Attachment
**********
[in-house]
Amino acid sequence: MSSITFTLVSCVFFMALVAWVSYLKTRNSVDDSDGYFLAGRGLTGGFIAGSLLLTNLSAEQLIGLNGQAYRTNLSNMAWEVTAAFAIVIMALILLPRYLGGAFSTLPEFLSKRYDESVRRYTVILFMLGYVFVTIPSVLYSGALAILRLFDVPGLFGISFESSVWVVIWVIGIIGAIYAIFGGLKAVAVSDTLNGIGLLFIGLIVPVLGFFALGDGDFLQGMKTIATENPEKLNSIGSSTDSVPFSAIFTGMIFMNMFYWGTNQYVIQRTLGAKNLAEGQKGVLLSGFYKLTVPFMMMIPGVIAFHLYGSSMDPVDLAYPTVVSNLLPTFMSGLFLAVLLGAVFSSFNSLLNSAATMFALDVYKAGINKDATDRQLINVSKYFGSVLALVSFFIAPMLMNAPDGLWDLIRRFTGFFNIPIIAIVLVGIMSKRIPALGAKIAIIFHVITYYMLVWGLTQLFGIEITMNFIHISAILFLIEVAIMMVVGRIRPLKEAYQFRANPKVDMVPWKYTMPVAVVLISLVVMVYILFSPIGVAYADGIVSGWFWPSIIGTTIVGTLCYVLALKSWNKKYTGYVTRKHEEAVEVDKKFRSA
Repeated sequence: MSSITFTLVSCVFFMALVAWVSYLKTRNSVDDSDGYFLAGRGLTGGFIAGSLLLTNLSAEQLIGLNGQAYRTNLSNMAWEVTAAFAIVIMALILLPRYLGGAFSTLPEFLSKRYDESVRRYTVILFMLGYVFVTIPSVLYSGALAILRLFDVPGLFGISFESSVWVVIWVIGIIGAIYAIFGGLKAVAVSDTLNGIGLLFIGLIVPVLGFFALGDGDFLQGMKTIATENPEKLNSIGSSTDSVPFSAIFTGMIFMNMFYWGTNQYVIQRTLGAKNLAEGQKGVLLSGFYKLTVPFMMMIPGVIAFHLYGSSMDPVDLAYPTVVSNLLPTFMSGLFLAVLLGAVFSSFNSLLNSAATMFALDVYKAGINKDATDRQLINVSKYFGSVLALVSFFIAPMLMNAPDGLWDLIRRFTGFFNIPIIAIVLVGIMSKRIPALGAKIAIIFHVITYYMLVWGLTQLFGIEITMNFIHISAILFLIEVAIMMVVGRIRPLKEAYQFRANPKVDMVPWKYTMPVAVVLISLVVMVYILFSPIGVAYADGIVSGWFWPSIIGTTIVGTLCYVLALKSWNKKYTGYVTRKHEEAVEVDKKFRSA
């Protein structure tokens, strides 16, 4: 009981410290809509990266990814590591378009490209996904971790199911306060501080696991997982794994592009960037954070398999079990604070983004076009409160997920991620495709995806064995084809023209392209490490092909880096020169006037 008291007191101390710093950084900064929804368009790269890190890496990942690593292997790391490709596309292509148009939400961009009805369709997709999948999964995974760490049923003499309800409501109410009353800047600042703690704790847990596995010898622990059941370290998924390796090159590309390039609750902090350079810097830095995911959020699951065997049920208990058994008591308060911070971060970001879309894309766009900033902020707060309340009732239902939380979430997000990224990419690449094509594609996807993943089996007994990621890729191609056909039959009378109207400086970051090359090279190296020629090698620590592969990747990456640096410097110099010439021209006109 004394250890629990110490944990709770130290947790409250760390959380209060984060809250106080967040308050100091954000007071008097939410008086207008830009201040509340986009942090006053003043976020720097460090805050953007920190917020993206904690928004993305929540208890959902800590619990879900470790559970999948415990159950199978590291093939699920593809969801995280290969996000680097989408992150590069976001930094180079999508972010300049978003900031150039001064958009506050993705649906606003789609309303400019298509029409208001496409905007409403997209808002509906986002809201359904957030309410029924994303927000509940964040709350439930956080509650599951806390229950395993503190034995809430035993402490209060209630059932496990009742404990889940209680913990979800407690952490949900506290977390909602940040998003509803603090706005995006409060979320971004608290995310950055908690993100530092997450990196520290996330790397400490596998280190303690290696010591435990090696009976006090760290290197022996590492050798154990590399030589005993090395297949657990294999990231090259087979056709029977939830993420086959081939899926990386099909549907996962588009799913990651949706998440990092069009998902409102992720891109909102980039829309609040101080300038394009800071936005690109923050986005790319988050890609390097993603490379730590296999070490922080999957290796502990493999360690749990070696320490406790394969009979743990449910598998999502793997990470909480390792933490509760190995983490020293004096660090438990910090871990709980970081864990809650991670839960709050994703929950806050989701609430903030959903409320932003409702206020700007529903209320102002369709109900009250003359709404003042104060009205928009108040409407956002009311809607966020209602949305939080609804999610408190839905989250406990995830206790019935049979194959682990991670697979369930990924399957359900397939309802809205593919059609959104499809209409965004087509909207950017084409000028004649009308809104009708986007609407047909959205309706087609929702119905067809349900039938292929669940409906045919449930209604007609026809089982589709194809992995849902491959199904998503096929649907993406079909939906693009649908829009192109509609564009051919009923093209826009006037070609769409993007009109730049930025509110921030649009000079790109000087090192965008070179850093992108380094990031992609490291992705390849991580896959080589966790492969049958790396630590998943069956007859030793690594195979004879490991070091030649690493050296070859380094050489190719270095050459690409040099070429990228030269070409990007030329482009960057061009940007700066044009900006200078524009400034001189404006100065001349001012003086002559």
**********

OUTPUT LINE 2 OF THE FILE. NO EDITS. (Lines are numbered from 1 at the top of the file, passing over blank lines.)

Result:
Amino acid sequence: MSSITFTLVSCVFFMALVAWVSYLKTRNSVDDSDGYFLAGRGLTGGFIAGSLLLTNLSAEQLIGLNGQAYRTNLSNMAWEVTAAFAIVIMALILLPRYLGGAFSTLPEFLSKRYDESVRRYTVILFMLGYVFVTIPSVLYSGALAILRLFDVPGLFGISFESSVWVVIWVIGIIGAIYAIFGGLKAVAVSDTLNGIGLLFIGLIVPVLGFFALGDGDFLQGMKTIATENPEKLNSIGSSTDSVPFSAIFTGMIFMNMFYWGTNQYVIQRTLGAKNLAEGQKGVLLSGFYKLTVPFMMMIPGVIAFHLYGSSMDPVDLAYPTVVSNLLPTFMSGLFLAVLLGAVFSSFNSLLNSAATMFALDVYKAGINKDATDRQLINVSKYFGSVLALVSFFIAPMLMNAPDGLWDLIRRFTGFFNIPIIAIVLVGIMSKRIPALGAKIAIIFHVITYYMLVWGLTQLFGIEITMNFIHISAILFLIEVAIMMVVGRIRPLKEAYQFRANPKVDMVPWKYTMPVAVVLISLVVMVYILFSPIGVAYADGIVSGWFWPSIIGTTIVGTLCYVLALKSWNKKYTGYVTRKHEEAVEVDKKFRSA